CUAPTRH IX. Tllfc I1KAI) OK EIIASMUS. . Waiting, and waiting alone! The gates were almost down now. The gang of ruffians without, reinforced each moment by volunteers eager for •plunder, rained blows unceasingly on .ainge and socket; nnd still hotter and faster, through a do?en rifts in the timbers, cnme the fire of their threats and cures. Many grew tired, but others replaced them. Tools broke, but they brought more nnd worked with savag-e energy. They had shown tit first a measure of prudence; looking to be fired on, and to be resisted by men, surprised, indeed, but desperate; and the holder of them only had advanced. But now they pressed around unchecked, meeting no resistance. They would scarcely stand back to let the sledges have !b\ving; but hnllooed and ran in on the creaking beams and beat tnem •vith their fists r whenever the gates swayed under a blow. One stout iron bar still held its place. And this I watched as if fascinated. I •was alone in the empty courtyard, standing a little aside, sheltered by one of the stone pillars from which the gates hung. Behind me the door of the house stood ajar. Candles, which the daylight rendered garish, still burned in the rooms on the first floor, of which the tall narrow windows were open. On the wide stone sill of one of these stood Croisette, a boyish figure, looking silently down at me, his hand on the latticed shutter. He looked pale, and I nodded and smiled at him. I felt rather finger than fear myself; remembering 4 , as the fiendish crieo half-deafened me, old tales of the Jacquerie and its doings, and how we had trodden it out. Suddenly the din and tumult flashed to a louder note; as when hounds on tho scene give tongue at sight. I turned quickly from the house, recalled to a. sense of the position and peril. The iron bar was yielding to the pressure. Slowly the left wing of the gate was sinking inwards. Through the widening chasm I caught a glimpse of wild, grimy faces and bloodshot eyes, and he\ircl above the noise a sharp cry from Croisette—a cry of terror. Then I turned and ran. with a defiant gesture Slowly tbe left wing of tho gate wus sinking Inwards. and un answering yell, right across the forecourt and up the steps to the door. I ran the faster for the sharp report of a pistol behind me, and the whirr of a ball past my ear. But I was not scared by it: and as my feet alighted with a bound on the topmost step, I glanced back. The dogs were halfway across the court. I made a bungling attempt to shut and lock the great door —failed in this; and heard behind me 4 roar of course triumph. I waited for no more. I darted up the oak staircase, four steps at a time, and rushed into the great drawing-room on my left, banging 1 the door behind me. The once'splendid room was in astate of strange disorder. Some of the rich tapestry had been hastily torn down, One window was closed and shuttered; no doubt Croisette had done it, The other two were open—as if there had not been time to close them—and the cold light which they admitted contrasted in ghastly fashion with the yellow ru,ys of candles stiJJ burning- in th_«. sconces. The furniture had been huddled aside or piled into n barrien.de, n chevuuN de frise of chairs and tables stretching across tho width of the room, its intertisccs stuffed with, and its weakness partly screened by, the torn-down hangings. Behind this frail defense, their backs to ti door which seemed fo lead to «n inner room, stood Marie and Croisette, pale- nnd defiant, The former had a long pike; the latter leveled a heavy, bell-mounted urqui- buse across the back of a chair, and blew up his match a.s I entered. Both hod in addition swords. I darted lika a rabbit through a little tunnel left on purpose for me in the rampart, and took my stand by them. "Is all right?" ejaculated Croisette, turning' to me nervously. "All rig^ht, I think," I answered. { was breathless. "You are not hurt?" ''Not touched!" I had just time to d«uv my sword before the assailants streamed into the room, a dozen rti/Tinns, reeking and tattered, with flushed faces and greedy, staring eyes. Once inside, however, suddenly—so suddenly that an idle spectator might have found the change ludicrous—they came to a stop. Their wild cries ceased, and tumbling over one another with curses and oaths they halted, surveying us in muddled surprise; seeing what was before them, and not liking it. Their loader appeared to be a tall butcher, with a pole-ax on his half-naked shoulder; but there were among them two or three soldiers in the royal livery and carrying pikes. They had looked for victims only, having met with no resistance at the gate, and the foremost, recoiled now on finding themselves confronted by the muzzle of the arquebuse and the lighted match. 1 seized the occasion.. 1 knew, indeed, that the pause presented our only chance, and 1 sprang on a chair nnd waived my hand for silence. The instinct of obedience for the moment asserted itself; there was a stillness in the room. "Beware!" 1 cried, loudly—as loudly and confidently as 1 could, considering that there was a quaver at my heart ns 1 looked on those savage faces, which met and yet avoided my eye. "Beware of what you do! We are Catholics one and all like yourselves, and good sons of the church. Ay, and good subjects, tool Vive le roi, gentlemen! God save the king! 1 ssny." And I struck the barricade with my sword until the metal rang again. "God save the king!" "Cry Vive la Messe!" shouted one. "Certainly, gentlemen!" I replied, with politeness. "With all my heart. Vive la Messe! Vive la Messe 1" This took the butcher, who, luckily, was still sober, utterly aback. He had never thought of this. He stared at us as if the ox he had been abciu to fell had opened its mouth and spoken, and, grievously at a loss, he looked for help to his companions. Later in the day, some Catholics were killed by the mob. But their deaths as far as could be learned afterwards were due to private feuds. Save in such cases—and they were few—the cry of Vive la Messe! always obtained at least a respite; more easily, of course, in the earlier hours of the morning, when, .the mob were scarce.at ease in their liberty to kill, while killing still seemed murder, and men wt j re not yet drunk with bloodshed. 'I read the hesitation of the gang in their faces; and when one asked roughly who we were, I replied with greater boldness: "I am Anne dc Caylus, nephew, of the Vicomte de Caylus, governor, under the king, of BTiyomie and the LandesI" This I said '-vith what majesty I could. "And thcst"—I continued—"are my brothers. You will harm us at your peril, gentlemen. The vicomte, believe me, will avenge every hair of our heads." I can shut my eyes now and see the stupid wonder, the balked ferocity of those gaping faces. Dull and savage as the men were they were impressed; they-saw reason indeed; and all seemed going.well for us when some one in the roar shouted: "Cursed whelps! Throw them over!" I looked swiftly in the direction whence the voice came—the dai'kest corner of the room—the corner by the shattered window. I thought I made out a slender figure, cloaked and masked—a woman's it might be, but I could not be certain—and beside it a couple of sturdy fellows, who kept apart from the herd and well behind their fuglemen. The speaker's courage rose no doubt from his position at the back of the room, for the foremost of the assailants seemed less determined. We were only three, and we must have gone down, barricade and all, before a rush. But. three are three. And an arquebuse— Croisette's match burned splendidly— well loaded with slugs is an ugly weapon at five paces, and makes nasty- wounds, besides scattering ils charge famously. This, a good many of them, and the leaders in particular, seemed to recognize. We might certainly take two or three lives; and life is valuable to its owner when plunder is afoot. Besides most of them had common sense enough to remember that there were scores of Huguenots — genuine heretics—to be robbed for the killing, &o why go out of the way, they reasoned, to cut a Catholic throat, and perhaps get into trouble! Why risk Montfaucon f or a whim ? and offend a man of influence like the Vieomte de Caylus, for nothing! Unfortunately at this crisis their original design was recalled to their minds by the same voice behind crying out: "Pavannes! Where is Pavannes?" "Ay!" shouted the butcher, grasping the idea, and at the same time spitting on his hands and taking a'f resh grip of the ax. "Show us the heretic dog, and go! Let us at him." "M. de Pavannes," J said coolly—but I could not take my eyes off, the shining blade of that man's ax, it was so very broad and sharp—"is not here!'' "That is a, liet He is in that room behind you!" the prudent gentleman in the background called out. "Give "Ay, give hhn upl" eclioed the mtm of the poJe-<ax almost good-hutMoredly. "or it will be the wofst for you. Let us have at him and get you gone!" This with an air of much reason, while a growl us of a chained beast ran through the crowd, mingled with critvi of "A mart les Huguenots! Vive Lor raine!"—cries which seemed to show that all did not approve of the indlu gence offered us. "Beware, gentlemen, beware," I urged, "I swear he is not here! I swear it, do you hear?" A howl of impatience and then a sudden movement of the crowd us though the rush were coming warned me to temporize .no longer. "Stay! Stay!" 1. added hastily. "One minute! Hear me! You are too many for us. Will you swear to let us go safe and untouched, if we give you passage?" A dozen voices shrieked assent. Out J looked at the butcher only, lie seemed to be an honest man, out of his profession. "Ay, I swear it!" he cried with a nod. "By the Mass?" "By tbe Mass." I twitched Croisette's sleeve, and he tore the fuse from his weapon, and flung the gun—too heavy to be of use to us longer—to the ground. It was done in a moment. While the mob swept over the barricade, and smashed the rich furniture of it in wanton malice, we filed aside, and nimbly, slipped under it one by one. Then we hurried in single file to the end of the room, no one taking much notice of us. All were pressing on, intent on their prey. We gained the door as the butcher struck his first blow on that which we hud guarded—on that which ,we had given up. We sprang down the stairs with bounding hearts, heard as we reached the outer door the roar of many voices, but stayed not to look behind—paused indeed for nothing. Fear, to speak candidly, lent us wings. In three seconds we had leapt the prostrate gates, and were in the street. A cripple, with two or three dogs, a knot of women looking timidly yet curiously, in a horse tethered to the strap—we saw nothing else. No one stayed us. No one raised a hand, and in another minute we had turned a corner, and were out of sight of the house. "They will take a gentleman's word another time," I said with a quiet smile as I put up my sword. "I would like to see her face at this moment," Croisette replied. "You saw Mine, d'O?" I shook my head, not answering. I was not sure, and I had a queer, sickening 'dread of the subject. If I had seen her, I had seen—oh! it w-as too horrible, too unnatural! Her own sister! Her own brother-in-law! I hastened to change 'the subject. "The Pavannes," I made shift to say, "must have had five minutes' start." "More," Croisette answered, "if ma- dame and he got away at once, if all has gone well with them, and they have not been stopped in the streets, they should be at Mirepoix's by now. They seemed, to be pretty sure that he would take them in." "Ah!" I Big-bed. "What fools we were to bring madame from that place! If we had not meddled with her affairs we might have reached Louis long- ago— our Louis, I mean." "True," Croisette answered, softly; "but remember that then we should not have saved the other Louis—as I trust we have. He would still be in Pallavicini's hands. Come, Anne, let us think it is all for the best," he added, his face shining with a steady courage that shamed me. "To the rescue! Heaven will help us to be in time yet!" "Ay, to the rescue!" I replied, catching his spirit. "First to the right, I think, second to tho left, first on the right again. That was the direction given us, was it not? The house opposite a book shop with the sign of the Head of Erasmus. Forward, boys! We may do it yet." But before I pursue our fortunes farther let 'me explain. The room we had guarded so jealously was empty! The plan had been mine nnd I was proud of it. For once Croisette had fallen into his rightful place. My flight from the gate, the vain attempt to close the house—these were all designed to draw the assailants to one spot. Pavan- nes and his wife—the latter hastily disguised as a boy—had hidden behind tho door of the hutch by the gates— the porter's hutch, and had slipped oxit nnd fled in the first confusion of the attack. For the servants, as we learned afterwards, who had hidden themselves in the lower part of the house, got away in the same manner, though some of them—they were but few in all—were stopped as Huguenots and killed before the day ended. I had the more reason to hope that Pavannes and his wife would get clear off., inasmuch as I had given the duke's ring to him, thinking it might serve him in a strait, and believing that we would have little to fear ourselves, once clear of his house; unless we should meet the vi- clame indeed. We did not meet him, as it turned out; but before wo had traversed n quarter of the distance we had to go we found that fears based on reason were not the only terrors we had to resist. Pavannes' house, where we Had. hitherto been, stood at some distance from the center of the blood storm which had enwrapped unhappy Paris that morning. It was several hundred paces from the Hue de Bethisy where tbe admiral lived, and what with his comparative remoteness and the excitement of our little drama, we had not attended much t° the fury of the bells, the shots and cries and uproar which proclaimed the state of the city. We had not pictured the scenes which were happening so near. Now in the streets the truth broke upon us, and drove the blood from our^ cheeks. A hundred vards, the turning of a corner, sufficed. We wbo but yesterday left the country, who only a week before were boys, Fear, to speak candidly, lent us wings. careless ns other boys, not reeking for death at all, were plunging- now into the midst of horrors I cannot describe. And the awful contrast between the sky above and UK* things above us! Even now the lark was singing not far 'from ua; the sunshine was striking the toptnost stories of the houses; the fleecy clouds were passing overhead, the freshness of a summer morning w as- Ali! where was it! Not here in the narrow lanes, sure.'y, that echoed and reechoed with shrieks and curses arid frantic prayers; in which bands of furious men rushed up and clown, and where archers on the guard and the more cruel rabble were bi caking in doors and windows, and hinrying with bloody weapons from house to house, seeking, pursuing, and at last killing in some horrid corner, some place of darkness—killing with blow on blow dealt on writhing bodies! Not here, surely, where each minute a child, a woman died silently, a man snarling like a wolf—happy if he had snatched his weapon and got his back to the wall; where foul corpses dammed the very blood that ran down the kennel, and children — little children — played with them! I was at Cahors in 1580 in the great street fight; and there women were killed. I was with Chatillon nine years later, when he rode through the Fau- bourgs of Paris, with this very day and his father Coiigny in his mind, and gave no quarter. I was at Contras and Ivry, and more than once have seen prisoners led out to be piked in batches ay, and by hundreds! But war is war, and these were its victims, dying for the most part under God's heaven with arms in their hands; not men and women fresh roused from their sleep. I felt on those occasions no sueh horror, I have never felt such burning pity and indignation a.s on the morning I am describing, that long-past summer morning- when I first-saw the sun shining on the streets of Paris. Croisette clung to me, sick and white, shutting his eyes and ears, and letting me guide him as I would. Marie strode along on the other side of him, his lips closed, his eyes sinister. Once a soldier of the guard whose blood-stained hands betrayed the work he had done, came reeling—he was drunk, as were many of the butchers—across our path, and J gave way a little. Marie did not, but walked stolidly on as if he did not see him, as if the way were clear, and there were no ugly thing in God's image blocking it. Only his hand went as if by accident to the haft of his dagger. The archer— fortunately for himself and for us too —reeled clear of us. We escaped that danger. But to see women killed and pass by—it was horrible! So horrible that if in those moments I had had the wishing-cnp, I would have asked but for 5,000 riders, and leave to charge with them through the streets of Paris! I would have, had the daj's of the Jac- querie back again, and my men-at-arms behind me! For ourselves, though the orgy was at its height when we passed, we were not molested. We were stopped indeed three times—once in each 'of the streets we traversed—by different bands of murderers. But as we wore the same badges as themselves, and cried " Vive la Messe!" and gave our names, we were allowed to proceed. I can give no idea of the confusion and uproar, and I scarcely believe myself now that we saw some of the things we witnessed. Once a man gayly dressed, nnd splendidly mounted, dashed past us, waving his naked sword and crying in a frenzied way: "Bleed them! Bleed them! Bleed in May, as good to-day!" and never ceased crying- out the same words until he passed beyond our hearing. Once we came upon the bodies of a father and two sons, which lay piled together in the kennel; partly stripped already. The youngest boy could not have been more than 13. I mention this group, not as surpassing 1 others in pathos, but because it is well known now that this boy, Jacques Nompar de Caumont, was not dead, but lives today, my friend, the Marshal de la Force. This reminds me too of the single act of kindness we were able to perform. We found ourselves suddenly, on turning a corner, amid a gang of seven or eight soldiers, who had stopped and surrounded a handsome boy, apparently about 14. He wore a scholar's gown, and had some books under his arm, to which he clung firmly—though only perhaps by instinct—notwithstanding- the furious air of the men who were threatening him with, death. They were, loudly demanding his name, as we paused opposite them. He either could not or would not give it, but said several times in his f righFthat he was going to the College of Burgiindy. Was he a. Catholic? 'they ciied. He was silent, With an*oatfe the, njan who b«4 hold of his collar lifted up hi* piKo. and naturally tho lad raixol the hooks tr> fftnard his f:ico, A c-y broke from Croisoete. He rushed forward to stsiy the blow. "iSee! «(•(•!" he oxclnircrcl loudly, his voice iirrc.stir/r t'i'- mini's iinn in tin- very aet of 1';;!lii;<>. "He I'.ms 11 HUIKS book! He has a muss book! Ileisnot a heretic! lie is a Catholic!" The fellow lowered his weapon, and sullenly .snatched the books. Up looked at them stupidly with bloodshot wandering eyes, the red cross on the vellum bindings the only thing ho understood. But it was enough for him; he bid the, boy be^-ouo, and released him with a cuff und an oath. Croisette was not f--nf isfied with this. though 1 did not understand his reason: only I saw him exchange a glance with the lad. "Come, come!" he said lightly. "(Jive him his books! You do not want them ! " But on that the men turned savagely upon us. They did not thank us for the part we had already taken; and this they thought was going too far. They were half drunk and quarrelsome, and beinq- two to one. and two over, began to flourish their weapons in our faces. Mischief would certainly have been done, and very quickly, had not an unexpected ally appeared on our side. "Put up! put up!" this gentleman cried in a boisterous voice — he was already in our umlssf. "What is oil this about? Whi'.t is the use of lighting amongst ourselves, when there is many a bonny throat to cut, ;sntl heaven to bo gained by it! put up, 1 say!" "Who are you?" they roaivd, in chorus. "The clu!;e of Guise!" he answered, coolly. "Let the gentlemen go. and be hanged to you, you rascals!" The man's bearing was a stronger argument than his words, for I am sure that a stouter or moi-u reckless blade never swug'gered in church or street. I knew him instantly, and even the crew of the butchers seemed to see in him their master. They flung back a fr;w curses at him, but having- nothing to gain they yielded. They threw down fhe book with contempt — showing thereby their sense of true religion; and trooped off roaring. "Tueil Tuex! Aux Hi'.tftienots!" at the top of their voices. The newcomer thus left with us was 1'ure — Blaise .Bure, the same who only yesterday, though it seemed months and months bank, and luml us into Bezers' power. Since that moment we had not seen him. Xow lie had wiped oil' part of the debt we looked at him uncertain whether to reproach him or no. lie, however, was not one whit abashed, but returned our regards with H not unkindly leer. "I bear no malice, young- gentlemen." he said, impudently. "No, 1 should think not," I answered. "And besides, we are quits now," the knave continued. '.'You are very kind," I said. "To be sure. You did me a g-oocl turn once," he answered, much to my surprise. He seemed to be in earnest now. ' "You do no't remember it, young- gen tie- man, but it was you and your brother hero" — hu pointed to Croisette — "did it! And by the pope and the kin^ 1 of Spain I have not forgotten it ! " "I have," I said. "What! Have you forgotten spitting that fellow at Caylus ton days ago? Ca! FH! You remember. And very cleanly clone, too! A pretty stroke! Well M. Anne, that was a clever fellow, a very clever fellow. He thought so. and 1 thought so, and what was more to the pui'pose the most noble Ruotil de Be- zers thought so too. You understand ?'* He Jeered at me, and I did understand. I understood that unwittingly I had rid Blaise Bure of a rival. This accounted for the respectful, almost kindly way in which he had — well, deceived us. "That is all," he said. "IE you want as much done for you let me know. For the present, gentlemen, farewell!" He cocked his hat fiercely, and went oft at speed the way we had ourselves been going, humming as he went: " Ce petit homme tant Joll, Qul toujours cause et toujours rit, Qul toujours balse sa mignonno Dieu garcl' de mal ce petit homme!" His reckless song came back to us on the summer breeze. We watched him ruake a playful pass at a corpse which some one had propped in ghastly fashion against a door — and miss it — and go on whistling the same air — and then a corner hid him from view. We lingered only a moment ourselves; merely to speak to the boy we had befriended. "Show the book if anyone challenges you," said Croisette to him, shrewdly, Croisette was so much of a boy himself, with his fair hair like a halo about his white, excited face, that the picture of the two, one advising- the other, seemed to me a strangely pretty one. "Show the books and point to the cross on them. And Heaven send you safe to your college." "I would like to know your name, if you please," said the boy, His coolness and dignity struck me as admirable under the circumstances. "1 am Maximilian de Bethtine, son of the Baron de Jiosny." "Then," said Croisette, briskly, "one good turn has deserved another, Your father, yesterday, at Etampes — no, jt was the day before, but we have not been in bed — warned us — " He broke off suddenly; then cried: "Run! run!" (Continued next week.) Jl. H. Woodward Company, Baltimore, Md., announce a new hook, "Story or " >ain and Cuba." This book is written by Mr. ISfathan C, Green, the well-known author and former resident of Cuba. It is beautifully illustrated with nearly 1QQ engravings and is sold by subscription. Sewing machines and organs very cheap at J, ]g. Winkel's. 33-35 We what you GrBOVE BRAVE AND GOOL. Pit* figr A Young tlorolnfe, In January last a Philadelphia lehe"* ment house was buriied. Two men wef8 killed and several persons were bAdly injured, while others t-soapec! in an almost miraculous manner. Tho fourth •floor was occupied by the family of Joseph Zellers. The father and mother seem to have been absent, but the live children were at home. All were saved through the bravery and coolness of the oldest of them, a girl of 30, whose conduct is briefly described by the Record: Jenny Zellers was dressing the children, the youngest a mere babe, v,-'-,en a cloud of smoke came into the room nnd at the same time the frantic cries of those below reached her cars. Hastily opening the door, she saw the /lames leaping up the stairway toward her. Never hesitating, she closed the door, and calling the children together forced them up a ladder a.nd through a trap-door to the roof. They were elevated high above the surrounding buildings, and below them the flames wens roaring with terrible fury. Still retaining her presence of mipd, the brave girl dropped her brother, a lad of 14, to the roof of the house, to the south. It was a fall of ten feet, but the boy landed safely, and then the gir! braved the fire in her doomed bcme to secure a quantify- of bedding-. This she threw to her brother, who arranged iton the roof, and then, one by one, she dropped the other children. The infant she took in her arms and leaped with it in safety to the bedding-. !Next she broke a skylight in the roof to which a/11 had escaped, and lowering the children through it, they all reached the street. AN HONORABLE VEGETABLE. Tbe Onion Has Its Admirers—The Anaconda (Mont.) Onion Society. The nutritious and wholesome onion occasionally finds its vindicators. At the thriving Montana city of Anaconda there is a dining club called the Anaconda Onion society. Its first feast was recently ffiven with distinguished success. Down the center of the hall, says the Anaconda Standard, was set a long 1 table, with cover for all the guests. At each plate was a large and juicy onion; in the middle of the table was an array of meats, bread, fruit-crackers, cheese and other things. AI one end of the hall floated the sla.iulard of the club in proud conspic- tiousncss. It consisted of a pole surmounted by a string of the vegetables from which tho socily tal-.cs its name. On the wall hung this motto, beautifully wrought: I.N ONION TI/EKE IS ETIIEIS'&TH. Each member wore a pretty bouton- nler of little onions. Tin- occasion was greatly enjoyed by a.Il the participants, and the society hopes to do much to restore the onion to the honor and esteem cf the world. In Montana, as well ass on the whole of the Pacific slope, the onion attains a delieiousness of quality which is comparatively 'unknown ,bn the eastern side of the continent. If the people of the east could have onions r.r, good r.s those of Montana and California, itis possible that the Anaconda Onion society might find imitators in the cast. BARBERS IN AUSTRiA. They Must Servo In All Cases a Three- Years' Apprenticeship. The Austrians take no chances with their barbers, says the New York World. They must be good, and the Barbers' and Wig-makers' union of Vienna sees to it 11.at they are. Provision is also made in their code for women barbers who desire»to carry on the business of of their husbands in case of the latter's death or illness. But in order -to do this the wife must have been enrolled in the union as an apprentice for three years. Apprentices, by the rules of the union, must appear, in Vienna in the presence of judges of the tmion and show their skill before they are allowed to open shops of their own. A properly certified barber must have a knowledge of and pass an examination in shaving, hair-cutting, hair-curling ami wig-making, and during the period before the issuance of a certificate the poor and others who are frugal serve as subjects for experiment. At the examination the young men have their razors dulled by four strokes in a pine plank, and they must then sharpen them. A subject is assigned to each, who must be tonsorially perfect, in the opinion of the judges, when the apprentice has released him. After this a certificate is issued and the apprentice serves two years as a journeyman before he may open a shop as an employer. The average age of apprentices when they begin to learn their trade is 13 years. TFhat an Expert Says of Insomnia, Sir James Crichton Browne, the- expert on brain diseases, holds that in' sonmia. is not attended with such dts* astanis consequences as is commonly &upposed. It is not as dangerous as the solicitude of the sufferer, He sug* gests that the brains of literary men, who are the most frequent victims, ae* quire the trick of the heart, which- takes a doze of a fraction of a, second after each beat, and so manages to get-' six hours rest in, 84, Some brains, jn,' cases of insomnia, sleep in septipus, different brain sections going o£E4ut-J" to turn. Gave tbe Servants parrot i« & certain famijy kept in, the dining*room the family, but during removed to the kitchen, When, the wjntef vraj| it again the family, whom, it ajnusexi witfe oew remarks it had picked up fg kitchen. On, one occasion, beli ha4 been, 'en*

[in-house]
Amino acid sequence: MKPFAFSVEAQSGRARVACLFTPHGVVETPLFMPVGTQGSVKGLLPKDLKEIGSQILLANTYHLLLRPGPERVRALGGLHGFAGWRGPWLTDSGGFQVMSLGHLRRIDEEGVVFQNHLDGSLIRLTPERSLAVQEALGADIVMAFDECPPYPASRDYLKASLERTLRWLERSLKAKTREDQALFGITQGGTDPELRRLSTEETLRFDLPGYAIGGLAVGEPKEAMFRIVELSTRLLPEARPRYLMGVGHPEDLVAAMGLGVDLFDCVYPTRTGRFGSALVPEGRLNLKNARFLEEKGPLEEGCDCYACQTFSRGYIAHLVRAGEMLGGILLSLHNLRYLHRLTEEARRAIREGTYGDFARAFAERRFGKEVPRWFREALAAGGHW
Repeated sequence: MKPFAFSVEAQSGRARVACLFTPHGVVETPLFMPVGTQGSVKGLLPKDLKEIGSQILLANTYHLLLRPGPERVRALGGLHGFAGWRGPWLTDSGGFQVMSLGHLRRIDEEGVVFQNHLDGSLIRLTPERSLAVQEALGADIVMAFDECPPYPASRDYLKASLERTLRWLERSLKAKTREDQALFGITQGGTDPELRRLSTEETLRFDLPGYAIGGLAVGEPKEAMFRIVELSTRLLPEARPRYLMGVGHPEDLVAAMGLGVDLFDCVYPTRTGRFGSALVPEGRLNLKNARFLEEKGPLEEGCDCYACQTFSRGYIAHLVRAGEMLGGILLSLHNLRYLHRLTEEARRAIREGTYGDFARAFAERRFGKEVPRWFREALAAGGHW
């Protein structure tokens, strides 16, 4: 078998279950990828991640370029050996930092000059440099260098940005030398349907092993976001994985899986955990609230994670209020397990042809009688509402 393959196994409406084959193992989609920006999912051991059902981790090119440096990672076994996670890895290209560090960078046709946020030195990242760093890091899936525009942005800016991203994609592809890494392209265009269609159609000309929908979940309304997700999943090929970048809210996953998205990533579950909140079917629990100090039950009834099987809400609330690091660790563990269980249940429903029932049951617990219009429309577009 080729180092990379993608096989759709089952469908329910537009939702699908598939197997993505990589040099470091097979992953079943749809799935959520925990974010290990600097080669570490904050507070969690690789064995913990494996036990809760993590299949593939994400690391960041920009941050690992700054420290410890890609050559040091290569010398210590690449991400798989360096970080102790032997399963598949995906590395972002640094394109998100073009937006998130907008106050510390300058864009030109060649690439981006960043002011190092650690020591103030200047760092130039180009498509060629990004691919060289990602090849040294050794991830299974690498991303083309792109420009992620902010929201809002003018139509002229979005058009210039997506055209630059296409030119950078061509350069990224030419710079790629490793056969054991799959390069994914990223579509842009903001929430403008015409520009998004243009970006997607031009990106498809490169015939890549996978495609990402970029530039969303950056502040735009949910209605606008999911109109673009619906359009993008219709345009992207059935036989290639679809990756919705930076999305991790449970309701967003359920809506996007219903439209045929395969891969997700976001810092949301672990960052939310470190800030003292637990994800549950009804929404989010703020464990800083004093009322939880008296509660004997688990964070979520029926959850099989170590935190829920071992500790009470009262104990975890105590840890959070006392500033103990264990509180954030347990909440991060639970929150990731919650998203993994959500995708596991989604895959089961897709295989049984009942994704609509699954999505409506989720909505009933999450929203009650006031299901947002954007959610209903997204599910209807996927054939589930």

Get full access with a Free Trial

Start Free Trial

What members have found on this page